General Motors was never the kind of place where things happened fast. It is now. With CEO Frederick “Fritz” Henderson out the door, the auto maker’s post-bankruptcy board of directors has moved quickly. Directors could have given Henderson, who had been in office a mere nine months, more time to prove himself. But Chairman Ed Whitacre and the high-powered directors whispering in his ear recognize the urgency of the situation. Here’s the situation: As the global economy recovers and emerging economies speed up their growth, Whitacre & Co. want people to buy GM cars because they’re well-made, fuel-efficient and attractive – not because they’re cheap, which has often underlined a GM buyer’s thought process. “GM cars are so boring but the quality is just about okay and the price is rock-bottom so I’ll hold my nose and buy one” – this has been that thought process. Whitacre’s board wants customers to think like Ford buyers – “Wow. This car is getting great reviews, it’s fuel-efficient, it looks really good. I want this Ford.” So, who will succeed Henderson? Who can extract brilliance from GM’s peculiar cultural mix of stodgy complacency and severe low self-esteem? Can a one-in-a-million CEO candidate afford to take a pay cut? One must remember that GM owes taxpayers lots of money; the federal government’s pay czar, Kenneth Feinberg, won’t let Whitacre offer a world-class salary. And besides, who will want to run a company with the White House looking over her shoulder? This will be a labor of love for a man or woman with a visceral affection for General Motors and America’s automotive history; the wherewithal to read, digest and comprehend the statistics behind the marketing glitz – monthly sales, pricing levels, incentives, labor costs and so on; and the brains to ask the right questions and demand rigorous responses from the many thousands of GM workers who have been waiting for just such a leader. GM directors may opt for a non-automotive outsider along the lines of Alan Mulally, Ford’s CEO, who came from the aerospace industry. Mulally has presided over Ford’s resurgence. GM needs a Mulally. Alternatively, it might benefit from a Carlos Ghosn. The spark atop the Nissan-Renault success has been in a demanding dual role since 1999. Does a Detroit assignment appeal to Ghosn? Within GM’s ranks there may be some shining stars a couple of rungs down the hierarchy, but the board may be hard-pressed to find a seasoned change-agent within Henderson’s circle of top executives. Continue reading…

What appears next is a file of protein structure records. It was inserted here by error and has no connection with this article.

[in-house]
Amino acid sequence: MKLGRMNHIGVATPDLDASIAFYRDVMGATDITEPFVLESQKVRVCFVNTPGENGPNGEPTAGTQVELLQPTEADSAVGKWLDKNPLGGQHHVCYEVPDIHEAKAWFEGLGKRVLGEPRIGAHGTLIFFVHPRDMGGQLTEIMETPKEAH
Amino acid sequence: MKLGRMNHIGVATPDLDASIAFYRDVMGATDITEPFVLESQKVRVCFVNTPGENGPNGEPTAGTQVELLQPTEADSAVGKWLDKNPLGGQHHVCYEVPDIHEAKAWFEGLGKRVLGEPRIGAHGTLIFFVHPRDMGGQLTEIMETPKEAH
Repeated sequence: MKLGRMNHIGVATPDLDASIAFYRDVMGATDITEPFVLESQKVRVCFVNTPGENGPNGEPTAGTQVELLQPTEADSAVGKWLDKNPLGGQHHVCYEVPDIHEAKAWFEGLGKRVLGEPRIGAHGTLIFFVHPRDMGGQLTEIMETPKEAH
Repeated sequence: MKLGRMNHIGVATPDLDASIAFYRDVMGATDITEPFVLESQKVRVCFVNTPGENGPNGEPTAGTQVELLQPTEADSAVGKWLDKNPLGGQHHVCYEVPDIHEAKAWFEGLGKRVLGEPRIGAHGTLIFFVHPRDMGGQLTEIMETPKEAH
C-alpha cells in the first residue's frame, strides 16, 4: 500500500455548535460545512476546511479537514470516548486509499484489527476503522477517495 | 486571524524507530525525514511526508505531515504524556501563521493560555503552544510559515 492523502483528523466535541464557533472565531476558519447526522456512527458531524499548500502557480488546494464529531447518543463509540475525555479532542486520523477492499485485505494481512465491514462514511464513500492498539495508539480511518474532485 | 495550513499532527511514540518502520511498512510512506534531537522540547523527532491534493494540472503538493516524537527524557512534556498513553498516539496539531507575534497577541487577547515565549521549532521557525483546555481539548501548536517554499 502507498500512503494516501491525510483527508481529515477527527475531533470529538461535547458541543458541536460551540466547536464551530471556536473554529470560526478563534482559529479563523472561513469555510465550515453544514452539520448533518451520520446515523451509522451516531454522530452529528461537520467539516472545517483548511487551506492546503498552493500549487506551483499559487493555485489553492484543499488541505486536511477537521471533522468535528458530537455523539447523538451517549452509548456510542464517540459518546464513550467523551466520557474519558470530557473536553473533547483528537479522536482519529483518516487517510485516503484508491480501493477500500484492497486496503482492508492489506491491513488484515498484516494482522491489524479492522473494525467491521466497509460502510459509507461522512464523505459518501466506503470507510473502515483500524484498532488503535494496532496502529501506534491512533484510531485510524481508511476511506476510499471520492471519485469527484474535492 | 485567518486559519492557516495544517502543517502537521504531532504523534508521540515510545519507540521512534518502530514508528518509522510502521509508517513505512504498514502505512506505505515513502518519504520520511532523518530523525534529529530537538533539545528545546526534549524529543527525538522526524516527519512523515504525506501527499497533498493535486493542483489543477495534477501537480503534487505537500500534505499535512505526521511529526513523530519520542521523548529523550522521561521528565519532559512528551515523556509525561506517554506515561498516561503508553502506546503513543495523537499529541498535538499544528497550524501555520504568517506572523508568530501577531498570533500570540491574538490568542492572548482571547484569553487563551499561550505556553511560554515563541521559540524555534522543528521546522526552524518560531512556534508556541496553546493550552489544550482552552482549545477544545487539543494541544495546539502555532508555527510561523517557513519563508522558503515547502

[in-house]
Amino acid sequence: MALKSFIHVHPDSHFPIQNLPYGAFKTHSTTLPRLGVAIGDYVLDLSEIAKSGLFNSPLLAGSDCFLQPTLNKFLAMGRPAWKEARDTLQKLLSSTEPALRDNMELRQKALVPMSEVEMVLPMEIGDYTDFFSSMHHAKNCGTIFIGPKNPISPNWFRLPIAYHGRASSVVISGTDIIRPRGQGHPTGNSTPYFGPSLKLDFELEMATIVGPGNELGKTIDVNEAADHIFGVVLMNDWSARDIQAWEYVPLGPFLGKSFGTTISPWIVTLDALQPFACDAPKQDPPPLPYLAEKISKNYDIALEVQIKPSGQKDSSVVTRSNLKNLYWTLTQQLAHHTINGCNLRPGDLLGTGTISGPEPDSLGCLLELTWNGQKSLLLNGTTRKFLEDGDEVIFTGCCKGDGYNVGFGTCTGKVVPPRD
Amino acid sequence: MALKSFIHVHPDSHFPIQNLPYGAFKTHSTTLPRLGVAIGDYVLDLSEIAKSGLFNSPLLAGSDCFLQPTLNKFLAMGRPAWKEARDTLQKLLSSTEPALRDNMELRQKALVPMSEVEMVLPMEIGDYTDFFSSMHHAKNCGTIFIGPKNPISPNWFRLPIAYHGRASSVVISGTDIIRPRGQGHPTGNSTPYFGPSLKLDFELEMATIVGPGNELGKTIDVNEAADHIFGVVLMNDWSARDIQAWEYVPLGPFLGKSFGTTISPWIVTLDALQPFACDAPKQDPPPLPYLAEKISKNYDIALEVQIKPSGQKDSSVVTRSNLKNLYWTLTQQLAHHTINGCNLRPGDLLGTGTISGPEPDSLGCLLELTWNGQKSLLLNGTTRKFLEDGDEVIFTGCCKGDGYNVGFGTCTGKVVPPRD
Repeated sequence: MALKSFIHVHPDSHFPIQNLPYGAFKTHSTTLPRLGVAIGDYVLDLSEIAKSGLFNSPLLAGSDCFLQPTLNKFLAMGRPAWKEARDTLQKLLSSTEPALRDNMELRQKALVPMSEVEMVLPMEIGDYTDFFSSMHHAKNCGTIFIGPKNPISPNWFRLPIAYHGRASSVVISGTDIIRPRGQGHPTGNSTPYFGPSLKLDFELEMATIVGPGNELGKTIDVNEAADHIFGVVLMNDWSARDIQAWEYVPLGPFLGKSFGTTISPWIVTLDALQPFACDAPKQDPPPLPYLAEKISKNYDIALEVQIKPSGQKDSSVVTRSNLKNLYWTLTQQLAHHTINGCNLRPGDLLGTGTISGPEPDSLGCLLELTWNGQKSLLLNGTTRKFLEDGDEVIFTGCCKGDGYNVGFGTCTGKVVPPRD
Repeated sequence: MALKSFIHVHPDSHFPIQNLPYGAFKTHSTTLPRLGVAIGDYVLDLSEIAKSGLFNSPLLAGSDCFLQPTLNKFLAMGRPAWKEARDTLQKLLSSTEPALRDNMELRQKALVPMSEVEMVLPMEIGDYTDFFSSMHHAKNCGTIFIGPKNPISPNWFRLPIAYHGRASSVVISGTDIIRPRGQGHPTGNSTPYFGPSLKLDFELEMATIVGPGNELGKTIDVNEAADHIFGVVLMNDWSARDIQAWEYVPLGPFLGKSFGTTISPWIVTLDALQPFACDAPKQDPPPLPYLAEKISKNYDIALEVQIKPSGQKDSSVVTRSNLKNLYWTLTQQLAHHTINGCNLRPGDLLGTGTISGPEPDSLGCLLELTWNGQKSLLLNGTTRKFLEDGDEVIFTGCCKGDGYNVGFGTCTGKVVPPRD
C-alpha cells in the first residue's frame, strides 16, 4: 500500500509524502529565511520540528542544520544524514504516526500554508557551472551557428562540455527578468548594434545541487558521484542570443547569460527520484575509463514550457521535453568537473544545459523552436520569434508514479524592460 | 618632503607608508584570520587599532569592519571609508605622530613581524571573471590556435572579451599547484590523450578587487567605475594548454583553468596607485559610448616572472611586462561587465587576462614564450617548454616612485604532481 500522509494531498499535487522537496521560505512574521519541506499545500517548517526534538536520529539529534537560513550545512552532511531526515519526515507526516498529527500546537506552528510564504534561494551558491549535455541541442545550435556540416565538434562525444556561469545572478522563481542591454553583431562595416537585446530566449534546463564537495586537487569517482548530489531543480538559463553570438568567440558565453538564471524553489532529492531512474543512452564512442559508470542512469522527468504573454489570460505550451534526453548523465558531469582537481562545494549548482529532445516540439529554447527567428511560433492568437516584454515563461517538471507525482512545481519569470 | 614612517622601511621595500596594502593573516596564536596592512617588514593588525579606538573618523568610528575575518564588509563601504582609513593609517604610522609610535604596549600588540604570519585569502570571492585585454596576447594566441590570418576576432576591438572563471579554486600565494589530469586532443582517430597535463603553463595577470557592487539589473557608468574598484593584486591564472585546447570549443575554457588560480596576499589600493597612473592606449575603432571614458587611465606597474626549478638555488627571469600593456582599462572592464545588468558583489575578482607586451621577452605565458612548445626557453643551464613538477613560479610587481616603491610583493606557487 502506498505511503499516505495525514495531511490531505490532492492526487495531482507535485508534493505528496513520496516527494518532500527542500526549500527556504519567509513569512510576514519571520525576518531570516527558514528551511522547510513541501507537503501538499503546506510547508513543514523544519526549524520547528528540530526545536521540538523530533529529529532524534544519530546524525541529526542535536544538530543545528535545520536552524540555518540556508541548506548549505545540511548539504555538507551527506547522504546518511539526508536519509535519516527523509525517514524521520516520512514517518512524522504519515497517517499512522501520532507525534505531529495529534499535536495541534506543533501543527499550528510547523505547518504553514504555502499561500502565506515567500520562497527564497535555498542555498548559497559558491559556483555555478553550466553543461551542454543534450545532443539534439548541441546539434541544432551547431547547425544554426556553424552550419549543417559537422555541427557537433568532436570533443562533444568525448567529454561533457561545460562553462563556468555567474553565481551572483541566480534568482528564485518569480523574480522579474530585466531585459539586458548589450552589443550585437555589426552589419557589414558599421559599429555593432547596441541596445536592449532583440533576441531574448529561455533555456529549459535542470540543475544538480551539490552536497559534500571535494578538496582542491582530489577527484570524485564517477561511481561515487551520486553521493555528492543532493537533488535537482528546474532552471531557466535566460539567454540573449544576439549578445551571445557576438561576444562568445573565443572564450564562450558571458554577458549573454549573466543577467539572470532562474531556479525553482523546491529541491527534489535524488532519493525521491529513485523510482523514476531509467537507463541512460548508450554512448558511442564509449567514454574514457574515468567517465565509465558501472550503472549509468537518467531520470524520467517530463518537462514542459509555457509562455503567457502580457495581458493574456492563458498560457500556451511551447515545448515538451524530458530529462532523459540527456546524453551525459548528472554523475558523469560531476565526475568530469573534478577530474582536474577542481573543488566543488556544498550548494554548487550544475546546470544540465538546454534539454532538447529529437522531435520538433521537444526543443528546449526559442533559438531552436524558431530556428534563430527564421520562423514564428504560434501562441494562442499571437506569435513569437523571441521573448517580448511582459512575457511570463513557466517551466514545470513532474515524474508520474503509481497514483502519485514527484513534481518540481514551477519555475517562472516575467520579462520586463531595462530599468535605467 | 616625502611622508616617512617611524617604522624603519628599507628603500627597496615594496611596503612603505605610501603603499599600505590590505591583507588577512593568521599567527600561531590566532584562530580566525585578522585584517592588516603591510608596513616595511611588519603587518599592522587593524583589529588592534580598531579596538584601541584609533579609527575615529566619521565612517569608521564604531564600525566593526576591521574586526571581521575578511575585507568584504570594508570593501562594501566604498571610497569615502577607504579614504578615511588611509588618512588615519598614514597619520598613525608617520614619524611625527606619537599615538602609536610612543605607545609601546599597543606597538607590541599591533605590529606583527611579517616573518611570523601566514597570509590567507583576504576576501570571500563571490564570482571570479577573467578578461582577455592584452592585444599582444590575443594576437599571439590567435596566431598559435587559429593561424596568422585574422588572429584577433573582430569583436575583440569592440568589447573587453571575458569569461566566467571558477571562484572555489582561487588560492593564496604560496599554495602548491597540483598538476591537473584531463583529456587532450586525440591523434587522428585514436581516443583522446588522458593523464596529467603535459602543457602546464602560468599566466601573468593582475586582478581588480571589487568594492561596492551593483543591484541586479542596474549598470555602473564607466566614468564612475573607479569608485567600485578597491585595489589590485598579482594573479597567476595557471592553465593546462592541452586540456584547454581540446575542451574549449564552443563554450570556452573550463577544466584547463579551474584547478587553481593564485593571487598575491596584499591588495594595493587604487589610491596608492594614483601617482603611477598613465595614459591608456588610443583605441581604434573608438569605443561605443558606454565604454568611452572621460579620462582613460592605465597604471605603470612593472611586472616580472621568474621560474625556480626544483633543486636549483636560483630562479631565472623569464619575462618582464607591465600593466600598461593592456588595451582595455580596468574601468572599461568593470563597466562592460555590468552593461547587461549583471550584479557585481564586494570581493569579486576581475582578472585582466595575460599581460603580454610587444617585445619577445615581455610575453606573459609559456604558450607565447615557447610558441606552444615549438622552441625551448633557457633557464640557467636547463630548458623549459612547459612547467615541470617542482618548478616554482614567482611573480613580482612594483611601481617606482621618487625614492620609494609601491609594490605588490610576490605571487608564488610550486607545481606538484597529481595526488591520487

Auto Industry, Bankruptcy, Compensation, Corporate Governance, Economy, Executive Compensation, Management, Uncategorized, United States, Wall Street, Washington / Comments Off
Somehow, proponents of shareholder rights start to think differently if the shareholder is Uncle Sam.
You start hearing boo-hooing about hemmed-in CEOs. How is Robert Benmosche supposed to turn around American International Group Inc. if he can’t pay a king’s ransom for managers? Imagine the nerve of Edward Whitacre Jr. , the government-appointed chairman of General Motors Co., acting like, well, a chairman.
Just breaking is news that Benmosche is now telling employees he’s committed to staying at AIG after The Wall Street Journal reported Tuesday that he told the board of directors he might quit after just three months.
Bank Rescue Plan, Banks, Central Banks, Compensation, Corporate Governance, Executive Compensation, Federal Reserve, Management, Wall Street, Washington / 2 Comments
The cuts U.S. pay czar Kenneth Feinberg is requiring for top executives of seven companies taking government bailout funds, and the Federal Reserve’s proposals to regulate bank compensation more aggressively, have several provisions that smack more of populism aimed at swaying public opinion than of governance improvement.
Cutting so severely the top cash compensation for top performers at affected banks ensures they won’t be able to compete for top talent. The seven bailout firms, and the 28 banks on which the Fed proposes to focus, are hardly the only companies in global finance that could use the talents of executives accomplished enough to deserve high salaries. Why work for Bank of America when Macquarie Bank or HSBC doesn’t cap the salaries of its most talented employees?
In today’s WSJ, former General Electric Co. CEO Jack Welch weighs in on women and work, and the so-called work-life balance. The piece carries the headline, “Welch: ‘No Such Thing As Work-Life Balance.’”
As I’m a working mother, you might assume I object to what he says. Not so – with one caveat at the end of this blog.
Jack says: “There’s no such thing as work-life balance. There are work-life choices, and you make them, and they have consequences.”